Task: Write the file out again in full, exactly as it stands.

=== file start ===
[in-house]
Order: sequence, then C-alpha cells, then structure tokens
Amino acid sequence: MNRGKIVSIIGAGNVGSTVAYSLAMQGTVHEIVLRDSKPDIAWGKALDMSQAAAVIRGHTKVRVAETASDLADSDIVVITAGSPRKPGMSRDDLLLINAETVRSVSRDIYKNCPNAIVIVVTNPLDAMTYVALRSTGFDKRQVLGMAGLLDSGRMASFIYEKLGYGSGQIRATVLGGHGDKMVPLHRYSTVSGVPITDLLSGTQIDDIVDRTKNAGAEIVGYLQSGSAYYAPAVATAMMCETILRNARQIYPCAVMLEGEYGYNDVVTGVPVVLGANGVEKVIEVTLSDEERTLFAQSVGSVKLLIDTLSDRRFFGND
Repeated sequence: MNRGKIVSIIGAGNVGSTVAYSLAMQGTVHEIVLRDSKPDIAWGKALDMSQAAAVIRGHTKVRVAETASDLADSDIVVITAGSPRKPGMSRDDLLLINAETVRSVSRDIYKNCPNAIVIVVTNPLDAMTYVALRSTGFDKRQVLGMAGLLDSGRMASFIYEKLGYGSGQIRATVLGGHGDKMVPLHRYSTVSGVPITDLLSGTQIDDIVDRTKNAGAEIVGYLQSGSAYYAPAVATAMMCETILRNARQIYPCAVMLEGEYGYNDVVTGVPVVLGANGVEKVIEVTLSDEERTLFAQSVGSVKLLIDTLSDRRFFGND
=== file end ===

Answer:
[in-house]
Order: sequence, then C-alpha cells, then structure tokens
Amino acid sequence: MNRGKIVSIIGAGNVGSTVAYSLAMQGTVHEIVLRDSKPDIAWGKALDMSQAAAVIRGHTKVRVAETASDLADSDIVVITAGSPRKPGMSRDDLLLINAETVRSVSRDIYKNCPNAIVIVVTNPLDAMTYVALRSTGFDKRQVLGMAGLLDSGRMASFIYEKLGYGSGQIRATVLGGHGDKMVPLHRYSTVSGVPITDLLSGTQIDDIVDRTKNAGAEIVGYLQSGSAYYAPAVATAMMCETILRNARQIYPCAVMLEGEYGYNDVVTGVPVVLGANGVEKVIEVTLSDEERTLFAQSVGSVKLLIDTLSDRRFFGND
Repeated sequence: MNRGKIVSIIGAGNVGSTVAYSLAMQGTVHEIVLRDSKPDIAWGKALDMSQAAAVIRGHTKVRVAETASDLADSDIVVITAGSPRKPGMSRDDLLLINAETVRSVSRDIYKNCPNAIVIVVTNPLDAMTYVALRSTGFDKRQVLGMAGLLDSGRMASFIYEKLGYGSGQIRATVLGGHGDKMVPLHRYSTVSGVPITDLLSGTQIDDIVDRTKNAGAEIVGYLQSGSAYYAPAVATAMMCETILRNARQIYPCAVMLEGEYGYNDVVTGVPVVLGANGVEKVIEVTLSDEERTLFAQSVGSVKLLIDTLSDRRFFGND